Aim: To examine longitudinal differences in multiple cardiovascular risk factor control (glycemia, blood pressure, and lipids) by race/ethnicity.
Methods: Data were analyzed on a cohort of 11,203 veterans with type 2 diabetes. Primary outcome was odds of none of the risk factors out of control vs. having at least one out of control (HbA1c>8.0%, BP>140/90 mmHg, and LDL>100mg/dL). Secondary outcome was odds of having none out of control vs. having one, two or three risk factors out of control, respectively. Generalized linear mixed models assessed the relationship between race/ethnicity and multiple risk factor control adjusted for covariates.
Results: Adjusted models for primary outcome showed that NHB had two-fold (95%CI 1.8-2.3) and Hispanics had 48% higher (95%CI 1.3-1.7) odds of multiple risk factors out of control over time compared to NHW. Adjusted models for secondary outcome showed that NHB and Hispanics also had higher odds of having one, two, and three risk factors out of control over time compared to NHW.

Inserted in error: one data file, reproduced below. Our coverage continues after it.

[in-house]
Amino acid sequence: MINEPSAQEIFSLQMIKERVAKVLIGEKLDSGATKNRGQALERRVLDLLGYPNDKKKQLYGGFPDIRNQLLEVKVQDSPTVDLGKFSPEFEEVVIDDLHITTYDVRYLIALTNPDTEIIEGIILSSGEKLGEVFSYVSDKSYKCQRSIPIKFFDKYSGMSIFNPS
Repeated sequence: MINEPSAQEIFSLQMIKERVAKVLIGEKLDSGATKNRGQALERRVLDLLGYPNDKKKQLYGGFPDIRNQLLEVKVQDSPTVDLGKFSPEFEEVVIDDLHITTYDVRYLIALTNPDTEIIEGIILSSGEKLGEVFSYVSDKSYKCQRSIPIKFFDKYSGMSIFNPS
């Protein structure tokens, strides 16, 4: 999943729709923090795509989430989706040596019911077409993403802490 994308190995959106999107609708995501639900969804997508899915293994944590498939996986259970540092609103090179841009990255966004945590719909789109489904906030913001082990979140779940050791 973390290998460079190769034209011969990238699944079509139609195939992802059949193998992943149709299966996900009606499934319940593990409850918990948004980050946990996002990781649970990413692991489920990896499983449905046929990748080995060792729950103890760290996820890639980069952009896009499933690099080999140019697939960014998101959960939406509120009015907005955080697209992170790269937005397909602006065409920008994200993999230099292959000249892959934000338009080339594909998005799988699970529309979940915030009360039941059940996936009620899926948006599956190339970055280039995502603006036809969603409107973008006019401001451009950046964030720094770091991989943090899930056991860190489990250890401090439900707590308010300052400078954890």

Conclusions: Ethnic minority veterans with diabetes are less likely to have multiple cardiovascular risk factor control over time compared to whites. Thus, greater risk reduction efforts are needed to reduce the heavier disease burden among ethnic minorities.
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